What is your most recent writing project, or what is a piece you’ve had published recently?
What I learned in graduate school—I did an MFA in poetry and PhD in contemporary literature simultaneously—is that I’m most productive when I have multiple projects going. This summer I have been finalizing a co-edited collection (Reading and Writing Experimental Texts: Critical Innovations, Palgrave, Fall 2017), pulling together a book of what I’m calling domestic prose poems (an excerpt of the project appears as “Mother Time” in Literary Mama, and drafting (again) a memoir-in-essays that is about home life and domestic labor as a single mother by choice. My most recent critical work is a hybrid essay on Maggie Nelson’s The Argonauts.
What are some of your writing habits? (Do you write at a particular time? Do you write every day?, etc.) When you are sitting down to write, what is the first thing you do?
I do write every week day, usually in the morning, as soon as my kids are off to school. I usually start with a quick warm up in either poetry or prose and then move on to more deliberate drafting; if I have an editing project, and it’s not a teaching day, I often do that work in the afternoon. This summer, after reading Helen Sword’s Air & Light & Time & Space (which I highly recommend), I’ve been experimenting with different spaces and practices, with moderate success: for example, walking around the track at the gym and then sitting down to compose and then another few laps, etc., or standing at the kitchen counter, which is the right height for me for a standing desk. I also really like the app “Coffitivity” to create a coffeeshop white noise without the distractions of real cafes. Mostly it seems what’s important for me is time of day; while I can write any time of day—and used to do most of my work as a student at night—my mind is definitely sharpest in the morning, before the interruptions of household and job. I’ve also become increasingly aware that while I’d like to be able to do things like meet a friend for lunch and then get back to work, I don’t; social interaction of any sort simply takes too much energy for me as an introvert. I don’t answer the phone, check email, etc.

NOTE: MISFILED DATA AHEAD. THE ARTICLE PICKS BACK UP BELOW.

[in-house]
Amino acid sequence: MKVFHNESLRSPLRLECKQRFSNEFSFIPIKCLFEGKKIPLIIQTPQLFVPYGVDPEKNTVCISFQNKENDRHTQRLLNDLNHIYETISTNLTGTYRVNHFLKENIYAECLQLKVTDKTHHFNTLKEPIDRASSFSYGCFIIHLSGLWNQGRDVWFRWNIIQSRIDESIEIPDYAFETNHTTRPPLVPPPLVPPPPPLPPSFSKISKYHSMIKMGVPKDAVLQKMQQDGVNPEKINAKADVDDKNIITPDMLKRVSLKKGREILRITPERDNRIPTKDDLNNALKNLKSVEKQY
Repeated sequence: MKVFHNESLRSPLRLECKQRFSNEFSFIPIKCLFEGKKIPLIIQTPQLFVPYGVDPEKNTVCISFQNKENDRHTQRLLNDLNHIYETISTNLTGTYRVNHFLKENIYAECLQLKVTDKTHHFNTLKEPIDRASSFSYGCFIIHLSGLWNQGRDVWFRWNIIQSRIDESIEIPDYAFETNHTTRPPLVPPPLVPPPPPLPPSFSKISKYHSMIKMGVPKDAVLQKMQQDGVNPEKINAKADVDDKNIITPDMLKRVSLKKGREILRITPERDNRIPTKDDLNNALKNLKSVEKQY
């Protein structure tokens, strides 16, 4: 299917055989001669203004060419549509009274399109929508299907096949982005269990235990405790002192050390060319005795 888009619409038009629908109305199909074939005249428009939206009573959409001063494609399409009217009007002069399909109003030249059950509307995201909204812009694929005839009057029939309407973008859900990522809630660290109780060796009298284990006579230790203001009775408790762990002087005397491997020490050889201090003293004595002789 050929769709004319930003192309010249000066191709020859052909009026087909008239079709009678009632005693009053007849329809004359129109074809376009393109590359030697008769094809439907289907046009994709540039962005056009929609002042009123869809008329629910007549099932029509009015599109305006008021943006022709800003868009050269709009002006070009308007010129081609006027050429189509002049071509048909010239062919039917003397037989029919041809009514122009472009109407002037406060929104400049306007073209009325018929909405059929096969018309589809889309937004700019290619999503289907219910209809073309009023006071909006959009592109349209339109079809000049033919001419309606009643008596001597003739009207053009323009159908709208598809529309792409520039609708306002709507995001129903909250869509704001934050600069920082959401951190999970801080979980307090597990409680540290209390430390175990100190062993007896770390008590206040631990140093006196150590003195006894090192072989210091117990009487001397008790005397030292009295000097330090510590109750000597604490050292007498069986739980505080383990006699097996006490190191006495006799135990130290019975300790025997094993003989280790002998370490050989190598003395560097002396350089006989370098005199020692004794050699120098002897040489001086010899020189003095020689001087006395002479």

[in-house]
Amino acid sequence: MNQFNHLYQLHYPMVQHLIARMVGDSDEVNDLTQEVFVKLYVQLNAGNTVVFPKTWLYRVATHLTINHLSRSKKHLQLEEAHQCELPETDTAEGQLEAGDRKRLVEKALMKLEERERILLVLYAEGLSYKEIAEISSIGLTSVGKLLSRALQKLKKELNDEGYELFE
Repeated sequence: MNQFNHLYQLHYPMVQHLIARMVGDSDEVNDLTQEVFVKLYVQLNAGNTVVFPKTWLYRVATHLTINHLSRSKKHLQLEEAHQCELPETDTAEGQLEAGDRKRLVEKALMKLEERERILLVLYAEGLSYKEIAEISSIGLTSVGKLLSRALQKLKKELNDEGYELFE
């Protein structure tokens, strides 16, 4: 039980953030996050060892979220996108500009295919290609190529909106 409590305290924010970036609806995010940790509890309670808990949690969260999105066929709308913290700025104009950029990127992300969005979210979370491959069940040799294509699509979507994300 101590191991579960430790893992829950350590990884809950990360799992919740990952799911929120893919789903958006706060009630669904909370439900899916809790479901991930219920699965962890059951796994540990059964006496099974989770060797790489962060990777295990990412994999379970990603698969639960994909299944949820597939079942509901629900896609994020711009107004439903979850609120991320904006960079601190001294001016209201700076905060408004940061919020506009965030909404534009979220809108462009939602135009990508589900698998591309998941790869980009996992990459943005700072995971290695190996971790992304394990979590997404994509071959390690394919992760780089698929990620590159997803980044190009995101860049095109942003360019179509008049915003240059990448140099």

Do you have a dedicated work space? Do you write in your home or do you prefer to write elsewhere? Can you write while traveling?